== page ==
Judge Barbier's finding triggers up to $18 billion in additional penalties for BP under the Clean Water Act. That's on top of the $28 billion BP already has doled out to clean up the environment and to compensate its victims. Wow.
Chevron's executives must read that number and get down on their knees to thank the gods of corporate greed for their good fortune. Chevron has yet to clean up properly even one of its estimated 1,000 waste pits sitting on the jungle floor in Ecuador that to this day continue to contaminate soils and groundwater.
CEO Watson knows Chevron is getting off easy in Ecuador. But he still presses on with a scorched-earth strategy that includes 60 law firms and 2,000 legal personnel. He wants to send a broader message to restless natives the world over who might have claims against the company. The case will end, he told Fortune magazine, when the lawyers "give up" and go home. That's an effort to buy impunity.
BP still faces lawsuits from various Gulf states such as Alabama and Mississippi that could increase its liability for the Gulf spill to $75 billion or more. To underscore how profitable the oil majors are – and how easily Chevron could pay the Ecuador judgment – BP is still producing profits and dividends for its shareholders.
When Watson (who makes around $25 million in annual compensation) and Chevron General Counsel R. Hewitt Pate claim the Ecuadorian verdict is too high, what they mean is it is too high for the particular people who won it. Consider these facts:
- Chevron lawyer Rodrigo Perez Pallares admitted during the Ecuador trial that the company deliberately discharged 15 billion gallons of toxic water into fresh water sources in the Amazon rainforest. The amount is an estimated 85 times more oil waste than BP discharged into the Gulf.
- Chevron's dumping in Ecuador was done by design to increase profits. BP's spill – even though the result of gross negligence – was still an accident.
Like Chevron has done with Texaco, Anadarko tried to spin off the environmental liability into a separate shell company that had little capital. A U.S. bankruptcy judge rejected Anadarko's subterfuge and ordered it to clean the sites. In Ecuador, three layers of courts rejected Chevron's use of the same legal trick to evade liability.
But in the courts of Ecuador, according to Chevron's double standard, that amounts to a violation of "due process" and is an example of a "fraud" against the company. That reminds us of what a Chevron lobbyist once told Newsweek in reference to the legal claims of the Ecuadorian villagers: "We can't let little countries screw around with big companies like this."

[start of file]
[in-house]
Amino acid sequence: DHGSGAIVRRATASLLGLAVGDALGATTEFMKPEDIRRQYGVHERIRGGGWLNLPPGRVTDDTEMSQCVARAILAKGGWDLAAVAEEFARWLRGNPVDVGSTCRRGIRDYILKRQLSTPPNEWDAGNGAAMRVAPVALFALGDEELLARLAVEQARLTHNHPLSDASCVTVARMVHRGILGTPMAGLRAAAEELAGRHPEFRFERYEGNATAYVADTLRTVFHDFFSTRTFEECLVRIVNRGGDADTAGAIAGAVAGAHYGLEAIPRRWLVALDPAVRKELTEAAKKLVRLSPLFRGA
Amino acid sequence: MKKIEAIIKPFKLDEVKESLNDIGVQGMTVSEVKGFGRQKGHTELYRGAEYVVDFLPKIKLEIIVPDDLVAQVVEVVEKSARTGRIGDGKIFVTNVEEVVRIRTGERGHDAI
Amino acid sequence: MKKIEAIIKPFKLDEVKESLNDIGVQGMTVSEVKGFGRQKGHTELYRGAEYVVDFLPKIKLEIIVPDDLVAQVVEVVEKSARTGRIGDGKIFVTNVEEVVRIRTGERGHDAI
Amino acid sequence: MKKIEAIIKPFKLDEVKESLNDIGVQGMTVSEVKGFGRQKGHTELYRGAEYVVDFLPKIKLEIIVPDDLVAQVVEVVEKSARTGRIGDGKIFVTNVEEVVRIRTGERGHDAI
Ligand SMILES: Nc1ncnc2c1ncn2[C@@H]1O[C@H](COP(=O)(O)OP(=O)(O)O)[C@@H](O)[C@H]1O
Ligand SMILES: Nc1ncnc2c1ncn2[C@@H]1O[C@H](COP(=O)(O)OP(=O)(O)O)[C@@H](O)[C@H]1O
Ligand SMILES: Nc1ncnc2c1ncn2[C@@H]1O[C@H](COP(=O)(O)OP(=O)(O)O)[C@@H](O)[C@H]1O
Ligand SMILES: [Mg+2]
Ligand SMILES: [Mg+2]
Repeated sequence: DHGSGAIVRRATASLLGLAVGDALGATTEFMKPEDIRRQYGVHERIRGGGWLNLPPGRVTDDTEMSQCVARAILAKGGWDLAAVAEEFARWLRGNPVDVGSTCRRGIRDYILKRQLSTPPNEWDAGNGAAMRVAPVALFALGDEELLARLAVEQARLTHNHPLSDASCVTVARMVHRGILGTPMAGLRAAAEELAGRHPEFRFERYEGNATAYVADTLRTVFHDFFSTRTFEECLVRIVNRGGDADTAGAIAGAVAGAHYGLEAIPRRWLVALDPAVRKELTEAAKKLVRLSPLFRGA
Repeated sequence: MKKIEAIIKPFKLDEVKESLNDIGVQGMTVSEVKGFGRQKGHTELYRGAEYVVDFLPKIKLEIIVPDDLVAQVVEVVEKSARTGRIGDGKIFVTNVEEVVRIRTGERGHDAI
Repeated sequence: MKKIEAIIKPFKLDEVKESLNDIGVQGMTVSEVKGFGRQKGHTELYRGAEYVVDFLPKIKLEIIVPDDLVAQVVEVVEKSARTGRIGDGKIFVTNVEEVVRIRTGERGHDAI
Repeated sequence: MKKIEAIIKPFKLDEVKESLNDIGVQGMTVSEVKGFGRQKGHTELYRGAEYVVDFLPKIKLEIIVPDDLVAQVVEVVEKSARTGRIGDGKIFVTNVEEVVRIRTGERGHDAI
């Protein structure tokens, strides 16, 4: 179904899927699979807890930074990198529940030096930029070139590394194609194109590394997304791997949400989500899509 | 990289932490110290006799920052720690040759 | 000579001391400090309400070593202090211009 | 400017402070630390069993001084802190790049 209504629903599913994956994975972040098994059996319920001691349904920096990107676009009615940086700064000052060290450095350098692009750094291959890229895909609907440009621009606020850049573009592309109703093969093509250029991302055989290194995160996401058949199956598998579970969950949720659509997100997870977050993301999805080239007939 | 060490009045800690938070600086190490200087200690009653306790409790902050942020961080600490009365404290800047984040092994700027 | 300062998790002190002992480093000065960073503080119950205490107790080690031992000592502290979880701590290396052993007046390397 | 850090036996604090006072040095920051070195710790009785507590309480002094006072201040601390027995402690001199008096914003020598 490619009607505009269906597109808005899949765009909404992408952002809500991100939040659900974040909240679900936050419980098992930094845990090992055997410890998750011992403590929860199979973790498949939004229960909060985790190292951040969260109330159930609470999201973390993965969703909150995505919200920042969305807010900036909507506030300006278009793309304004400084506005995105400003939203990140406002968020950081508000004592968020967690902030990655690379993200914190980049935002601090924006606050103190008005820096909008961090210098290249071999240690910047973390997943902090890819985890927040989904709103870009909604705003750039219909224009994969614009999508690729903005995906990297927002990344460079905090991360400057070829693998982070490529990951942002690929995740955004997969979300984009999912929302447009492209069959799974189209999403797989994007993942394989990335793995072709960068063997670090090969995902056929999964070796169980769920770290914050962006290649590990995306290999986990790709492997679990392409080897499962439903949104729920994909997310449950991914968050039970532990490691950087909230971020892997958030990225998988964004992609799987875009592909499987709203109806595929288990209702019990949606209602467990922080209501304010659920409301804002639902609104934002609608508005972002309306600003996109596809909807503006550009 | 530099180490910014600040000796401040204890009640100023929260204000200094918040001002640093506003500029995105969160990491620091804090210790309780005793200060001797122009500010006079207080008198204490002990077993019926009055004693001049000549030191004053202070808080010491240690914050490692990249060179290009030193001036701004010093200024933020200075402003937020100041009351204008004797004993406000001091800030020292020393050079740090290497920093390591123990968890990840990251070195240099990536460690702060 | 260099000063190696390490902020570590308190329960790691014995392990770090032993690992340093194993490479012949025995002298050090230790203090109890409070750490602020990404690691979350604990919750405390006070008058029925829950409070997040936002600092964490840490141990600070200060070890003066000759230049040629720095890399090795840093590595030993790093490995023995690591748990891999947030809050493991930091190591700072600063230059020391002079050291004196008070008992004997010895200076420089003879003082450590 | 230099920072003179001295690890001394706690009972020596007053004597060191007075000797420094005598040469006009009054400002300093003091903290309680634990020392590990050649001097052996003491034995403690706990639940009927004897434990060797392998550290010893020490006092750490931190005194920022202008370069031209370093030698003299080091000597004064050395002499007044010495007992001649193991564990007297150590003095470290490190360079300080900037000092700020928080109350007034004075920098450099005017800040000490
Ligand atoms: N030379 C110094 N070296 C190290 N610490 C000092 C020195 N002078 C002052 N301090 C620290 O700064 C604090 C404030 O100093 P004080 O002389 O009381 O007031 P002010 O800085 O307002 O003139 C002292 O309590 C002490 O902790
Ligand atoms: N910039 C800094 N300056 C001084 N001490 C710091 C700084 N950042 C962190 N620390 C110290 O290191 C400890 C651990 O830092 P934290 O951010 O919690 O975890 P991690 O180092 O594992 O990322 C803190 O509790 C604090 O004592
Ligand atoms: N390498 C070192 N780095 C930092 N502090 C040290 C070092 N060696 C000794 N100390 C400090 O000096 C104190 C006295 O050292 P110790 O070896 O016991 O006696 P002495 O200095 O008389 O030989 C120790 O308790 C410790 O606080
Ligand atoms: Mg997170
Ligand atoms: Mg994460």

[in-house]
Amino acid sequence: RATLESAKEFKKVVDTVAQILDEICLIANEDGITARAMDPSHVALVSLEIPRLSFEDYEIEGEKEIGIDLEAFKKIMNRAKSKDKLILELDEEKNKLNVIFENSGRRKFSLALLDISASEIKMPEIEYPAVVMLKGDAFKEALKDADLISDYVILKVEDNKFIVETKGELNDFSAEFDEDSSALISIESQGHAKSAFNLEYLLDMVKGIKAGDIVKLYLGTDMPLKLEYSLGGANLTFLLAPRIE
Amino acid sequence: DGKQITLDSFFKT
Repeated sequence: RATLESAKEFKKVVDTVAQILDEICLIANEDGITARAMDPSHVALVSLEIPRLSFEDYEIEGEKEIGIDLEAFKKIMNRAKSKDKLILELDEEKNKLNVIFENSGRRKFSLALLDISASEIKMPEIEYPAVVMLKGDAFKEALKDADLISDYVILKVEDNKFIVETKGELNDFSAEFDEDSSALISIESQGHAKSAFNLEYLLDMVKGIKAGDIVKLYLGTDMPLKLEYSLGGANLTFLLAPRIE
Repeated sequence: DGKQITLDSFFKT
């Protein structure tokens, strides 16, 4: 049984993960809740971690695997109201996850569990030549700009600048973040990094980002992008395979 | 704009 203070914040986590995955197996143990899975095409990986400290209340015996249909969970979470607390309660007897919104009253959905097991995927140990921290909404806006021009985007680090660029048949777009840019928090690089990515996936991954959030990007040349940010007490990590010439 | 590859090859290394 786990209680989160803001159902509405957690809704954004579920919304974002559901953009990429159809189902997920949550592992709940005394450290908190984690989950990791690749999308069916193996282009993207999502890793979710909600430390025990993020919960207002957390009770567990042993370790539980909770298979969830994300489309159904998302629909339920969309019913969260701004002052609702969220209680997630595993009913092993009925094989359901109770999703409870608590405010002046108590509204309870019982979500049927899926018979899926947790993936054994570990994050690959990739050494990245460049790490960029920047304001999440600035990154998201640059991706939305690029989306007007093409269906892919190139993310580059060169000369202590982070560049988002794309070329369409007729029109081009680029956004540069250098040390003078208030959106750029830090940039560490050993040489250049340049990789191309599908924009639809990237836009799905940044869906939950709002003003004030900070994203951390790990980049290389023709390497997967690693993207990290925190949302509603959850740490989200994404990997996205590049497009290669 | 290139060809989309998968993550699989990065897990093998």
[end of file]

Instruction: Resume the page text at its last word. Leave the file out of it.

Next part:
Watson and his army of lawyers have ruthlessly attacked Ecuador's government for not cleaning up Chevron's contamination in Ecuador. Their goal is a taxpayer funded bailout (in Ecuador) of their own pollution. But for decades the U.S. government did not lift a finger to address Kerr McGee's contamination – largely because the issue of liability was still being contested. In the end, Kerr McGee settled the matter for $5.6 billion. That amount underscores how major polluters routinely pay out large sums to settle their liabilities.
That is, unless you are a major oil company run by predators like Watson and Pate and a Board of Directors that fails to hold its management team accountable for flouting the law.
Let's sum up.
In one country (Ecuador), a U.S. oil major has refused for almost 50 years to clean up its contamination, compensate its victims, or engage in meaningful settlement discussions with the affected communities. In another country (the United States), a British oil major put up $20 billion within days of its spill to compensate its victims and engaged in settlement discussions with the victims that resulted in further liability.
BP has put aside $40 billion in cash to deal with the Gulf spill. Chevron has put aside zero to pay off its Ecuador liability.
Watson and Chevron's Board of Directors owe the people of Ecuador – not to mention their own shareholders – an explanation for this thoroughly disturbing behavior.